Skip Navigation LinksHome > July 2010 - Volume 126 - Issue 1 > Analysis of Nerve and Neuropeptide Patterns in Vacuum-Assist...
Plastic & Reconstructive Surgery:
doi: 10.1097/PRS.0b013e3181da86d0
Experimental: Original Articles

Analysis of Nerve and Neuropeptide Patterns in Vacuum-Assisted Closure–Treated Diabetic Murine Wounds

Younan, George M.D.; Ogawa, Rei M.D., Ph.D.; Ramirez, Michelle B.A.; Helm, Douglas M.D.; Dastouri, Pouya M.D.; Orgill, Dennis P. M.D., Ph.D.

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Abstract

Background: Reestablishment of the peripheral nervous system occurs in parallel with wound healing. With accelerated wound healing seen with the vacuum-assisted closure device, the authors studied its effects on nerve fiber regeneration, nerve sprouting, and the stimulation of neuropeptides and neurotrophins.

Methods: A vacuum-assisted closure device was applied to a full-thickness diabetic mouse wound using continuous or cyclical modes and compared with foam dressing or occlusive dressing controls, using 10 mice per group. Nerve fibers, substance P, calcitonin gene-related peptide, and nerve growth factor were analyzed using two-dimensional immunohistochemistry and real-time reverse-transcriptase polymerase chain reaction.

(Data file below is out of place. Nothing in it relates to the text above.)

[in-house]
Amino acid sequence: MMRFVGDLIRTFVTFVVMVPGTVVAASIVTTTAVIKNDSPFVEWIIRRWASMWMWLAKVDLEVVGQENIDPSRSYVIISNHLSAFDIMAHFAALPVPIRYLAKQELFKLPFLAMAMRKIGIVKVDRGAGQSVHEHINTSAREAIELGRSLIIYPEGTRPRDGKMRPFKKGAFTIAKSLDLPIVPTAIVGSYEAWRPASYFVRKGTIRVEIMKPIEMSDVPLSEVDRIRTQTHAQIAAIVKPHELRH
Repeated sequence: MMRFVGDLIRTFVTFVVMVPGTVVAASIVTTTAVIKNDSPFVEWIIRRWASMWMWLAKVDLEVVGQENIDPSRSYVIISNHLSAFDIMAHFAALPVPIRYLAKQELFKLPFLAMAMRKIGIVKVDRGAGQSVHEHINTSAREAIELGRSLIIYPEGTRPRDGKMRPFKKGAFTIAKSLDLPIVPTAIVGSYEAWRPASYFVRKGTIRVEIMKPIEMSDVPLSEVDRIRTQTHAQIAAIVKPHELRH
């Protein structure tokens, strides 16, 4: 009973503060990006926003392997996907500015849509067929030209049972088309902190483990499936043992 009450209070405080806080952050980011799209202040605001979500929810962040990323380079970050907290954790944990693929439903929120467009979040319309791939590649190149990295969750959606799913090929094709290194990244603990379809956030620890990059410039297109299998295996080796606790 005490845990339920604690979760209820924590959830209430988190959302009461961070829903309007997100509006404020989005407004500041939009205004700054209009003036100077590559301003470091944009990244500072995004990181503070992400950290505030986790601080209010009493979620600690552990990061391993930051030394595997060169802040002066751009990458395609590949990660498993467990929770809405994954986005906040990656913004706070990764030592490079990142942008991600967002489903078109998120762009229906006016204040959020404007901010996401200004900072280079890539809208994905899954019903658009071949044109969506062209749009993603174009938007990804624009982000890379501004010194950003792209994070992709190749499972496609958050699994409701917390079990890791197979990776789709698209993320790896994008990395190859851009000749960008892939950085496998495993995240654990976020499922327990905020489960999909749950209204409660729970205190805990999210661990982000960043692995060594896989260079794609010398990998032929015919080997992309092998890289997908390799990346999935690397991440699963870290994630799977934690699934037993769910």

Results: A significant increase in dermal and epidermal nerve fiber densities and in substance P, calcitonin gene-related peptide, and nerve growth factor expression was seen in vacuum-assisted closure–treated wounds. Cyclical treatment mode correlated with the largest increase in granulation tissue production, wound surface microdeformations, and a slightly faster wound closure rate.

Conclusions: This study suggests that vacuum-assisted closure therapy can modulate nerve fiber and neuropeptide production in the wound. Optimized kinetics of vacuum-assisted closure application may provide an opportunity for clinicians to further improve wound healing in denervated wounds such as pressure sores and diabetic foot ulcerations.

©2010American Society of Plastic Surgeons

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